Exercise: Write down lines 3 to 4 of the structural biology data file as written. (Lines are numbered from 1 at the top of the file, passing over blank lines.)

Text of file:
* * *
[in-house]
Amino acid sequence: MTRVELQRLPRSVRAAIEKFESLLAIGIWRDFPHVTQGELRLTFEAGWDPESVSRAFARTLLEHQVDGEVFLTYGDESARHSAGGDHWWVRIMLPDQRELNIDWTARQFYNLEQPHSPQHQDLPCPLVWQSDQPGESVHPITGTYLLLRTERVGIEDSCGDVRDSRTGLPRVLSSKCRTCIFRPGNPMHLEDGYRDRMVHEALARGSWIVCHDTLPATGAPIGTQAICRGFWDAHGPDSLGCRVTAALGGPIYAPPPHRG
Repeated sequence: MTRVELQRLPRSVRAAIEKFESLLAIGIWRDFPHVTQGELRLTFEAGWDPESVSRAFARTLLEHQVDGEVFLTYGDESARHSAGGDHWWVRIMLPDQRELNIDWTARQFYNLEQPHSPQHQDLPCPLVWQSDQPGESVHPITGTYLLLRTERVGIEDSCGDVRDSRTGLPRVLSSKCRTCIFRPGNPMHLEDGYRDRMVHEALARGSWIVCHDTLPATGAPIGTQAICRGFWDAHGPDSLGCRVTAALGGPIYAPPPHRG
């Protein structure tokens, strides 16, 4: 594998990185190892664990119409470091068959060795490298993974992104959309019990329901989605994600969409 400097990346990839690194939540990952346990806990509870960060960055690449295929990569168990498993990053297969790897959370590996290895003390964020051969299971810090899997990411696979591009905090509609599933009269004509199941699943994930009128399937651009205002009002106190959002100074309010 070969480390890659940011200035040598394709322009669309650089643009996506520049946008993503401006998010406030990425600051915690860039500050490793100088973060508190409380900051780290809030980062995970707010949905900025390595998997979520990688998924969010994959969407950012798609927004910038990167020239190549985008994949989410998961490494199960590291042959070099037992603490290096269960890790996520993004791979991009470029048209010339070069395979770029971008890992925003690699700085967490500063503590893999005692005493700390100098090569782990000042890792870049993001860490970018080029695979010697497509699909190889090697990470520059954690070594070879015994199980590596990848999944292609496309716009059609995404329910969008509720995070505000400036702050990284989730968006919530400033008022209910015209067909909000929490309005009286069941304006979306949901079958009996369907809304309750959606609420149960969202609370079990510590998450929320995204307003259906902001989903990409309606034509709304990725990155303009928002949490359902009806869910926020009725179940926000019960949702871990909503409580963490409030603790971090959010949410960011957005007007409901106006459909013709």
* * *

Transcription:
Repeated sequence: MTRVELQRLPRSVRAAIEKFESLLAIGIWRDFPHVTQGELRLTFEAGWDPESVSRAFARTLLEHQVDGEVFLTYGDESARHSAGGDHWWVRIMLPDQRELNIDWTARQFYNLEQPHSPQHQDLPCPLVWQSDQPGESVHPITGTYLLLRTERVGIEDSCGDVRDSRTGLPRVLSSKCRTCIFRPGNPMHLEDGYRDRMVHEALARGSWIVCHDTLPATGAPIGTQAICRGFWDAHGPDSLGCRVTAALGGPIYAPPPHRG
């Protein structure tokens, strides 16, 4: 594998990185190892664990119409470091068959060795490298993974992104959309019990329901989605994600969409 400097990346990839690194939540990952346990806990509870960060960055690449295929990569168990498993990053297969790897959370590996290895003390964020051969299971810090899997990411696979591009905090509609599933009269004509199941699943994930009128399937651009205002009002106190959002100074309010 070969480390890659940011200035040598394709322009669309650089643009996506520049946008993503401006998010406030990425600051915690860039500050490793100088973060508190409380900051780290809030980062995970707010949905900025390595998997979520990688998924969010994959969407950012798609927004910038990167020239190549985008994949989410998961490494199960590291042959070099037992603490290096269960890790996520993004791979991009470029048209010339070069395979770029971008890992925003690699700085967490500063503590893999005692005493700390100098090569782990000042890792870049993001860490970018080029695979010697497509699909190889090697990470520059954690070594070879015994199980590596990848999944292609496309716009059609995404329910969008509720995070505000400036702050990284989730968006919530400033008022209910015209067909909000929490309005009286069941304006979306949901079958009996369907809304309750959606609420149960969202609370079990510590998450929320995204307003259906902001989903990409309606034509709304990725990155303009928002949490359902009806869910926020009725179940926000019960949702871990909503409580963490409030603790971090959010949410960011957005007007409901106006459909013709």